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Some background on my engine, each system stores a reference to an entity which has the relevant components for that system. For example movement system has only entities which possess position components, render system takes positions and textures etc.

I'm working on an Entity-Component-System Game Engine for a project and I've hit a bit of a brick-wall in regards to how I'm going to handle input for the entities. I'm unsure of how I would translate say a "W" press input into the movement of a single entity(the player)? I don't want to move the entity inside the input system. I'm unsure of how to go about taking input and getting it to result in a response.

This is my first question, if there's anyway I can improve it or if theres any additional information needed I'd be happy to oblige.

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This is just a short answer, since many details of your engine are unknown to me.

You need to remember that your InputSystemshould not cause the movement directly, as it may be context dependent when you press 'W'. Are you in a menu and your button selection should move up, character should move forward and in a vehicle accelerate. Additionally, your InputSystem does not know about the surrounding. Is a wall infront of the player, is the player in the air etc.
What it should do is change the acceleration of the player or the object. It should write this in a component that both the InputSystemand the MovementSystemcan access, e. G. the MovementComponent.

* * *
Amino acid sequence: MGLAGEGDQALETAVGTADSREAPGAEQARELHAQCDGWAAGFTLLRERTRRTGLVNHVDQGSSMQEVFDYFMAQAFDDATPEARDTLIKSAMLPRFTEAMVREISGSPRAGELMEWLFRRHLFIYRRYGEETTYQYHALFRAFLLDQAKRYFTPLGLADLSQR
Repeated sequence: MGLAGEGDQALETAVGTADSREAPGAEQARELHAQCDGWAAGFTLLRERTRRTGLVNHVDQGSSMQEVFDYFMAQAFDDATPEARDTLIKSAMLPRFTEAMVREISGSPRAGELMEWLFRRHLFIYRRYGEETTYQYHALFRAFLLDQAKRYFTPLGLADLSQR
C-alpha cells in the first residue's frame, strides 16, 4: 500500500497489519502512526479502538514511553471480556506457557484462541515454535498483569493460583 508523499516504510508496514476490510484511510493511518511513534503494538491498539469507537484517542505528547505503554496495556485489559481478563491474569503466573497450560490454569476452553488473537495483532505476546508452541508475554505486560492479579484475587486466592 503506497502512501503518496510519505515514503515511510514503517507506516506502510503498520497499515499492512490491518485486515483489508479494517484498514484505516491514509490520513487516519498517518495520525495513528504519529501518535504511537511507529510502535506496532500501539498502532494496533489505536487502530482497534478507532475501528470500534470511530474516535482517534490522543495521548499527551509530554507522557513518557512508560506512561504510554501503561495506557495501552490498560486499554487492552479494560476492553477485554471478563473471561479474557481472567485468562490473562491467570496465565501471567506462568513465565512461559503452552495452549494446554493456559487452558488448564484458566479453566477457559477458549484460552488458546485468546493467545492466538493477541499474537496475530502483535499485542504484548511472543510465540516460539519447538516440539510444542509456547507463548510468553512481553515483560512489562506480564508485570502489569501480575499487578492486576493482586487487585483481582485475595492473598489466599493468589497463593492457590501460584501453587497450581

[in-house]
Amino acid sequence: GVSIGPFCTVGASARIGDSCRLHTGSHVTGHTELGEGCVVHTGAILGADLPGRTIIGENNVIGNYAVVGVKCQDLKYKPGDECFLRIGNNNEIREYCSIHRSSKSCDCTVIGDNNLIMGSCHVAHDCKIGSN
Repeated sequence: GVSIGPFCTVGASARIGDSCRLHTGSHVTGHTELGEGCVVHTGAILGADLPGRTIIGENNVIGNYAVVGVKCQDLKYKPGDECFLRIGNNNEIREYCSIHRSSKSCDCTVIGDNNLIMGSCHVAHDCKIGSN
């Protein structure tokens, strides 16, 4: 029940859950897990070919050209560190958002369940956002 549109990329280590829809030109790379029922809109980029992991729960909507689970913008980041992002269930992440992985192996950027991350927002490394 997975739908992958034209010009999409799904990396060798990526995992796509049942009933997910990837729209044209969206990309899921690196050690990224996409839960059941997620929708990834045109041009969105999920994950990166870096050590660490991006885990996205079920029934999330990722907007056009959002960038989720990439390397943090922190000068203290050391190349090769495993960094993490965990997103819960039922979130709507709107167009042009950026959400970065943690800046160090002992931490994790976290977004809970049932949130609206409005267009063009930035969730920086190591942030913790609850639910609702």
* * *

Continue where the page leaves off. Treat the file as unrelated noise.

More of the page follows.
The MovementSystemin this case is more like a PhysicsSystem. It reads in the MovementComponent that the entity wants to move in the 'W'-direction. It checks, if that is possible. Is there a wall? Is the player on the ground (or ice, conveyer belt etc.) and then calculates the new position. This is then written in the PositionComponent.

Of course the context of your input can be checked in another sytem than your InputSystem, like the system that sort of is the game, some GameruleSystem. In this case the InputSystem writes the command in the MovementComponent, GameruleSystemreads this and reads the context, then writes in the PhysicsComponentwhat should happen. Moving forward, moving upwards, jumping. This is dependent on the game type.

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  • \$\begingroup\$ Thanks for the response! A lot of helpful knowledge in your response, I'm aware I probably left a lot out in terms of information on the engine, nonetheless you still helped. I'm fine with designing most of the system functions, but I think the part I'm struggling with most is keeping game code and game engine as seperate as possible. If you've got any advice/tips on that, I'd much appreciate it! \$\endgroup\$ – Yrrah98 May 18 '20 at 16:27
  • \$\begingroup\$ @Yrrah98 im not sure there is a clean cut to make. In theory, you could create everything in the engine and only have some scripts doing the controls (with a script language of course). I would suggest to write down, what your engine should do and implement as much as possible. And even when you are already creating a game, you can still change and add parts of your engine. \$\endgroup\$ – PSquall May 18 '20 at 17:24
  • \$\begingroup\$ You're right, I'm probably getting a little bit ahead of myself at the moment. This is my first attempt at working with ECS architecture and I think I'm trying to run before I can walk. I'm enjoying doing it though, its much nicer to code up than in a traditional engine. I was wondering, do you have any sources you would recommend for learning more about ECS? Thanks a bunch! \$\endgroup\$ – Yrrah98 May 18 '20 at 18:09
  • \$\begingroup\$ @Yrrah98 just search for it hin Stack Exchange, you will get a lot of good examples and questions. I also like gameprogrammingpatterns.com, good and easy to understand. And you can access the web-version for free. Look for the chapter "components".and "data locality" \$\endgroup\$ – PSquall May 19 '20 at 0:43

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